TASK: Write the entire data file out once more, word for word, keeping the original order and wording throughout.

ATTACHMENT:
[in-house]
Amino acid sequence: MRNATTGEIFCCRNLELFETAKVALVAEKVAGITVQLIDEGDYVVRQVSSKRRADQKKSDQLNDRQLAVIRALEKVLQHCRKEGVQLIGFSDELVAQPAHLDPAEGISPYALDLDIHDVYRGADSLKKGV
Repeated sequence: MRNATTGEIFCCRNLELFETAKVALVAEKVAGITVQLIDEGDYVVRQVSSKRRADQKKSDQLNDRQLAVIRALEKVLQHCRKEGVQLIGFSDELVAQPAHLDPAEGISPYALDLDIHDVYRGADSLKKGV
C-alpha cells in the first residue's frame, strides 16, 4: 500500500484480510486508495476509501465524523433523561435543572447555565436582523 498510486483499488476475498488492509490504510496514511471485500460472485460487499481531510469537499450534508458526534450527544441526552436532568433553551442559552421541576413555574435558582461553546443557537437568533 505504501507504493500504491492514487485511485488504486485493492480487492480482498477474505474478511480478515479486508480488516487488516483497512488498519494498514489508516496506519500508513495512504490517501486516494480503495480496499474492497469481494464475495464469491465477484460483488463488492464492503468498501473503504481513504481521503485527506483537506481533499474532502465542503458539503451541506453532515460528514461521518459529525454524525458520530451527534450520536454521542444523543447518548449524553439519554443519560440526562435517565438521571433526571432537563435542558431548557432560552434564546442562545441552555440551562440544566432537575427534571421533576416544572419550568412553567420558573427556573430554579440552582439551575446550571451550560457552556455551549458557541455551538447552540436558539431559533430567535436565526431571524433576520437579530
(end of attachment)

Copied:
[in-house]
Amino acid sequence: MRNATTGEIFCCRNLELFETAKVALVAEKVAGITVQLIDEGDYVVRQVSSKRRADQKKSDQLNDRQLAVIRALEKVLQHCRKEGVQLIGFSDELVAQPAHLDPAEGISPYALDLDIHDVYRGADSLKKGV
Repeated sequence: MRNATTGEIFCCRNLELFETAKVALVAEKVAGITVQLIDEGDYVVRQVSSKRRADQKKSDQLNDRQLAVIRALEKVLQHCRKEGVQLIGFSDELVAQPAHLDPAEGISPYALDLDIHDVYRGADSLKKGV
C-alpha cells in the first residue's frame, strides 16, 4: 500500500484480510486508495476509501465524523433523561435543572447555565436582523 498510486483499488476475498488492509490504510496514511471485500460472485460487499481531510469537499450534508458526534450527544441526552436532568433553551442559552421541576413555574435558582461553546443557537437568533 505504501507504493500504491492514487485511485488504486485493492480487492480482498477474505474478511480478515479486508480488516487488516483497512488498519494498514489508516496506519500508513495512504490517501486516494480503495480496499474492497469481494464475495464469491465477484460483488463488492464492503468498501473503504481513504481521503485527506483537506481533499474532502465542503458539503451541506453532515460528514461521518459529525454524525458520530451527534450520536454521542444523543447518548449524553439519554443519560440526562435517565438521571433526571432537563435542558431548557432560552434564546442562545441552555440551562440544566432537575427534571421533576416544572419550568412553567420558573427556573430554579440552582439551575446550571451550560457552556455551549458557541455551538447552540436558539431559533430567535436565526431571524433576520437579530